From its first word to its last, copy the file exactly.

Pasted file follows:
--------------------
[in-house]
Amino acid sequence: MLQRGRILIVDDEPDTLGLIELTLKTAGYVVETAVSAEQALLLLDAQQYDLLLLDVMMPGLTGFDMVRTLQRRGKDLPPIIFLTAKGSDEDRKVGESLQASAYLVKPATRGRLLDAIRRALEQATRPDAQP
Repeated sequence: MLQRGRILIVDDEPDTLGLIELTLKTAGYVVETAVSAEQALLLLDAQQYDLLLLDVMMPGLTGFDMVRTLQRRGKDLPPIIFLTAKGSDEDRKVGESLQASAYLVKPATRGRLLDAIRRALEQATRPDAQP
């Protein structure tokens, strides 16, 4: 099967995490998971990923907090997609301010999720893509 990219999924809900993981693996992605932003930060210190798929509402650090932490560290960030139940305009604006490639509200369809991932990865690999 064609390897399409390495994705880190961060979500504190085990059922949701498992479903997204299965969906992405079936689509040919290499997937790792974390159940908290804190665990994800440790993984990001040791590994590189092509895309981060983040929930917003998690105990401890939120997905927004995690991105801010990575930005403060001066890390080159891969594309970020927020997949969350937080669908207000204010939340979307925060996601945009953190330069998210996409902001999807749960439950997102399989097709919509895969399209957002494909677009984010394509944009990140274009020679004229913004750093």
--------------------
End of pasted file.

[in-house]
Amino acid sequence: MLQRGRILIVDDEPDTLGLIELTLKTAGYVVETAVSAEQALLLLDAQQYDLLLLDVMMPGLTGFDMVRTLQRRGKDLPPIIFLTAKGSDEDRKVGESLQASAYLVKPATRGRLLDAIRRALEQATRPDAQP
Repeated sequence: MLQRGRILIVDDEPDTLGLIELTLKTAGYVVETAVSAEQALLLLDAQQYDLLLLDVMMPGLTGFDMVRTLQRRGKDLPPIIFLTAKGSDEDRKVGESLQASAYLVKPATRGRLLDAIRRALEQATRPDAQP
């Protein structure tokens, strides 16, 4: 099967995490998971990923907090997609301010999720893509 990219999924809900993981693996992605932003930060210190798929509402650090932490560290960030139940305009604006490639509200369809991932990865690999 064609390897399409390495994705880190961060979500504190085990059922949701498992479903997204299965969906992405079936689509040919290499997937790792974390159940908290804190665990994800440790993984990001040791590994590189092509895309981060983040929930917003998690105990401890939120997905927004995690991105801010990575930005403060001066890390080159891969594309970020927020997949969350937080669908207000204010939340979307925060996601945009953190330069998210996409902001999807749960439950997102399989097709919509895969399209957002494909677009984010394509944009990140274009020679004229913004750093």